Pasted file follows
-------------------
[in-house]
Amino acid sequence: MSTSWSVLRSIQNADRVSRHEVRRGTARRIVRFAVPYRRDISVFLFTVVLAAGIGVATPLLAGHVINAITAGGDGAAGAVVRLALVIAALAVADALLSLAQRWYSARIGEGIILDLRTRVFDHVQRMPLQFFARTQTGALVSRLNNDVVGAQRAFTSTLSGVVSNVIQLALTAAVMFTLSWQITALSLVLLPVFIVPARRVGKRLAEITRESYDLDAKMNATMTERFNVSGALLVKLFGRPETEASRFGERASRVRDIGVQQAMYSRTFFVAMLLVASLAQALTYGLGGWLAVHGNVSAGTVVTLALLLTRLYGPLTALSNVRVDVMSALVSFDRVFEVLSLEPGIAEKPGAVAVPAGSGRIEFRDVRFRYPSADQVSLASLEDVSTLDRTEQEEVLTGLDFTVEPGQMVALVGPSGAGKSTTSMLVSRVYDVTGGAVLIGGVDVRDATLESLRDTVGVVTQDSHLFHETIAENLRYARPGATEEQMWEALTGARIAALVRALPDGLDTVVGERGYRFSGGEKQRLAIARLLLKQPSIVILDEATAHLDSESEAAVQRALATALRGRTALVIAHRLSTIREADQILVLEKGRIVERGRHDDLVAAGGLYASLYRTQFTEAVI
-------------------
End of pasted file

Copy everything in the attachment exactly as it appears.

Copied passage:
[in-house]
Amino acid sequence: MSTSWSVLRSIQNADRVSRHEVRRGTARRIVRFAVPYRRDISVFLFTVVLAAGIGVATPLLAGHVINAITAGGDGAAGAVVRLALVIAALAVADALLSLAQRWYSARIGEGIILDLRTRVFDHVQRMPLQFFARTQTGALVSRLNNDVVGAQRAFTSTLSGVVSNVIQLALTAAVMFTLSWQITALSLVLLPVFIVPARRVGKRLAEITRESYDLDAKMNATMTERFNVSGALLVKLFGRPETEASRFGERASRVRDIGVQQAMYSRTFFVAMLLVASLAQALTYGLGGWLAVHGNVSAGTVVTLALLLTRLYGPLTALSNVRVDVMSALVSFDRVFEVLSLEPGIAEKPGAVAVPAGSGRIEFRDVRFRYPSADQVSLASLEDVSTLDRTEQEEVLTGLDFTVEPGQMVALVGPSGAGKSTTSMLVSRVYDVTGGAVLIGGVDVRDATLESLRDTVGVVTQDSHLFHETIAENLRYARPGATEEQMWEALTGARIAALVRALPDGLDTVVGERGYRFSGGEKQRLAIARLLLKQPSIVILDEATAHLDSESEAAVQRALATALRGRTALVIAHRLSTIREADQILVLEKGRIVERGRHDDLVAAGGLYASLYRTQFTEAVI